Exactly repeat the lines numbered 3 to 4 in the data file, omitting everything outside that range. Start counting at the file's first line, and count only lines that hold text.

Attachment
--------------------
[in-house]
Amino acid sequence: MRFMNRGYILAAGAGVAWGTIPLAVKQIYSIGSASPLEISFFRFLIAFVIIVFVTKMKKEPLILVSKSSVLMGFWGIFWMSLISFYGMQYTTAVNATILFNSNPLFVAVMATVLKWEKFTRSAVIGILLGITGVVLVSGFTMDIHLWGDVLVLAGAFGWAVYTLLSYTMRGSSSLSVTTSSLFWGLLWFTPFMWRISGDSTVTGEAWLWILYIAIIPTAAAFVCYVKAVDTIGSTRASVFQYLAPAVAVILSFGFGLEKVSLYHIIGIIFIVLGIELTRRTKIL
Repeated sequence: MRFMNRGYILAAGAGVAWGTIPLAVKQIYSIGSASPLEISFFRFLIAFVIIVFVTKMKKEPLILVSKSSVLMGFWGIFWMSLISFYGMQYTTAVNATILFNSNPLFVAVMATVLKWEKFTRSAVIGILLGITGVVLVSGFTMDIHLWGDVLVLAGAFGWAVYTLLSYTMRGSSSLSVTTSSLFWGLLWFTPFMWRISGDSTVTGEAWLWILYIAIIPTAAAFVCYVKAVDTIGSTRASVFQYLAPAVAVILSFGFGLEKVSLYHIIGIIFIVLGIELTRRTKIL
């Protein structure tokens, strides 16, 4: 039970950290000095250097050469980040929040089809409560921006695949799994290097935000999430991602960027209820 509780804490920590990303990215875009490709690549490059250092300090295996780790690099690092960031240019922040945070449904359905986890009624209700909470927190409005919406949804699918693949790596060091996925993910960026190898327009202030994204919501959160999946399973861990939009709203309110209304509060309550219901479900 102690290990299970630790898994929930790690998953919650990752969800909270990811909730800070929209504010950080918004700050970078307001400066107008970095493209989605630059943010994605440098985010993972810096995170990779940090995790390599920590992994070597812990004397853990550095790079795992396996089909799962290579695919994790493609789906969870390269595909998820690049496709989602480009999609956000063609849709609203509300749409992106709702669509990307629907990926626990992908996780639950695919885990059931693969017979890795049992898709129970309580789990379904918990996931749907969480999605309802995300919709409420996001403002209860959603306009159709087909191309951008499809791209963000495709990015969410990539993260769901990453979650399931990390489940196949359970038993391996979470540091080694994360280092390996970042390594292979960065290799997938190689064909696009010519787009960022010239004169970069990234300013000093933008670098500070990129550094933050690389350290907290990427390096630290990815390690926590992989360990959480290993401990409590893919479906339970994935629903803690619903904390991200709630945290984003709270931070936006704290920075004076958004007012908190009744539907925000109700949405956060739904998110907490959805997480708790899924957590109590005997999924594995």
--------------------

Repeated sequence: MRFMNRGYILAAGAGVAWGTIPLAVKQIYSIGSASPLEISFFRFLIAFVIIVFVTKMKKEPLILVSKSSVLMGFWGIFWMSLISFYGMQYTTAVNATILFNSNPLFVAVMATVLKWEKFTRSAVIGILLGITGVVLVSGFTMDIHLWGDVLVLAGAFGWAVYTLLSYTMRGSSSLSVTTSSLFWGLLWFTPFMWRISGDSTVTGEAWLWILYIAIIPTAAAFVCYVKAVDTIGSTRASVFQYLAPAVAVILSFGFGLEKVSLYHIIGIIFIVLGIELTRRTKIL
């Protein structure tokens, strides 16, 4: 039970950290000095250097050469980040929040089809409560921006695949799994290097935000999430991602960027209820 509780804490920590990303990215875009490709690549490059250092300090295996780790690099690092960031240019922040945070449904359905986890009624209700909470927190409005919406949804699918693949790596060091996925993910960026190898327009202030994204919501959160999946399973861990939009709203309110209304509060309550219901479900 102690290990299970630790898994929930790690998953919650990752969800909270990811909730800070929209504010950080918004700050970078307001400066107008970095493209989605630059943010994605440098985010993972810096995170990779940090995790390599920590992994070597812990004397853990550095790079795992396996089909799962290579695919994790493609789906969870390269595909998820690049496709989602480009999609956000063609849709609203509300749409992106709702669509990307629907990926626990992908996780639950695919885990059931693969017979890795049992898709129970309580789990379904918990996931749907969480999605309802995300919709409420996001403002209860959603306009159709087909191309951008499809791209963000495709990015969410990539993260769901990453979650399931990390489940196949359970038993391996979470540091080694994360280092390996970042390594292979960065290799997938190689064909696009010519787009960022010239004169970069990234300013000093933008670098500070990129550094933050690389350290907290990427390096630290990815390690926590992989360990959480290993401990409590893919479906339970994935629903803690619903904390991200709630945290984003709270931070936006704290920075004076958004007012908190009744539907925000109700949405956060739904998110907490959805997480708790899924957590109590005997999924594995």